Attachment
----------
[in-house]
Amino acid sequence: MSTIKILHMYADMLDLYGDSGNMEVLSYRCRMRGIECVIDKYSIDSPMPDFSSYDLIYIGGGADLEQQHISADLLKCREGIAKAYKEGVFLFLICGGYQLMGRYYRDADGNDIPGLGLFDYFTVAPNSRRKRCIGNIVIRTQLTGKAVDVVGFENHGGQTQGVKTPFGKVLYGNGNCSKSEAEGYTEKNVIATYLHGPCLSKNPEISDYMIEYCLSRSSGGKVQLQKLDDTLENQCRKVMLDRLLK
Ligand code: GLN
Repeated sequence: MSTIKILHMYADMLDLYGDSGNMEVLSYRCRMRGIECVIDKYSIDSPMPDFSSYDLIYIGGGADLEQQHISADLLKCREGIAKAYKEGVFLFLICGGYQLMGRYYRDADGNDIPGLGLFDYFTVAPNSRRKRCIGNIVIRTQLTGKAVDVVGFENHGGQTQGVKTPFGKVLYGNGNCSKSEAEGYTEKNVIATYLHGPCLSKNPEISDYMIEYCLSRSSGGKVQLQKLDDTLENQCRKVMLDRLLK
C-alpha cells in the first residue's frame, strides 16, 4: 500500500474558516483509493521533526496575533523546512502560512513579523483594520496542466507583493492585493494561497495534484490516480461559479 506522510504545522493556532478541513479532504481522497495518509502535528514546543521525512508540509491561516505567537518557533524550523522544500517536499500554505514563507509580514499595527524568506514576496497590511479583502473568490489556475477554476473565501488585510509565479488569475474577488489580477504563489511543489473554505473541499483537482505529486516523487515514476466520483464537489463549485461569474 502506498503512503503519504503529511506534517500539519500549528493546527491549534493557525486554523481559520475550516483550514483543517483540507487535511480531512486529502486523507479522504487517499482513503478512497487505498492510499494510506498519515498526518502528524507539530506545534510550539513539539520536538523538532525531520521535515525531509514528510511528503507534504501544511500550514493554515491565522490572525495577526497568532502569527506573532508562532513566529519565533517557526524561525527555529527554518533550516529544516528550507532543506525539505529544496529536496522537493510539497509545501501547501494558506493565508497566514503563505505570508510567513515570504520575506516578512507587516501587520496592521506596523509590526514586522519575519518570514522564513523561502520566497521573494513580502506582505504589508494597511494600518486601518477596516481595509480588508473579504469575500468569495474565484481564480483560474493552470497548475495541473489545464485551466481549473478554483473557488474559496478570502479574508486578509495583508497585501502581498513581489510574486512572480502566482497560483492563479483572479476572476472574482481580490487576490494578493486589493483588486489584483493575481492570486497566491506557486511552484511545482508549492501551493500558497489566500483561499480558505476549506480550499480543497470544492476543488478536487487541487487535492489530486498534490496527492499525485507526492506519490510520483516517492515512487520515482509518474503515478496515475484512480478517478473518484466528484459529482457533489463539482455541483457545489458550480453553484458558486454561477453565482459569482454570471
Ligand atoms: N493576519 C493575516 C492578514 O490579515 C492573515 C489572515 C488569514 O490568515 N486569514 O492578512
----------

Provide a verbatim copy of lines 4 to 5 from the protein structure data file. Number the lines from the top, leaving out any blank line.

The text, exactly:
Repeated sequence: MSTIKILHMYADMLDLYGDSGNMEVLSYRCRMRGIECVIDKYSIDSPMPDFSSYDLIYIGGGADLEQQHISADLLKCREGIAKAYKEGVFLFLICGGYQLMGRYYRDADGNDIPGLGLFDYFTVAPNSRRKRCIGNIVIRTQLTGKAVDVVGFENHGGQTQGVKTPFGKVLYGNGNCSKSEAEGYTEKNVIATYLHGPCLSKNPEISDYMIEYCLSRSSGGKVQLQKLDDTLENQCRKVMLDRLLK
C-alpha cells in the first residue's frame, strides 16, 4: 500500500474558516483509493521533526496575533523546512502560512513579523483594520496542466507583493492585493494561497495534484490516480461559479 506522510504545522493556532478541513479532504481522497495518509502535528514546543521525512508540509491561516505567537518557533524550523522544500517536499500554505514563507509580514499595527524568506514576496497590511479583502473568490489556475477554476473565501488585510509565479488569475474577488489580477504563489511543489473554505473541499483537482505529486516523487515514476466520483464537489463549485461569474 502506498503512503503519504503529511506534517500539519500549528493546527491549534493557525486554523481559520475550516483550514483543517483540507487535511480531512486529502486523507479522504487517499482513503478512497487505498492510499494510506498519515498526518502528524507539530506545534510550539513539539520536538523538532525531520521535515525531509514528510511528503507534504501544511500550514493554515491565522490572525495577526497568532502569527506573532508562532513566529519565533517557526524561525527555529527554518533550516529544516528550507532543506525539505529544496529536496522537493510539497509545501501547501494558506493565508497566514503563505505570508510567513515570504520575506516578512507587516501587520496592521506596523509590526514586522519575519518570514522564513523561502520566497521573494513580502506582505504589508494597511494600518486601518477596516481595509480588508473579504469575500468569495474565484481564480483560474493552470497548475495541473489545464485551466481549473478554483473557488474559496478570502479574508486578509495583508497585501502581498513581489510574486512572480502566482497560483492563479483572479476572476472574482481580490487576490494578493486589493483588486489584483493575481492570486497566491506557486511552484511545482508549492501551493500558497489566500483561499480558505476549506480550499480543497470544492476543488478536487487541487487535492489530486498534490496527492499525485507526492506519490510520483516517492515512487520515482509518474503515478496515475484512480478517478473518484466528484459529482457533489463539482455541483457545489458550480453553484458558486454561477453565482459569482454570471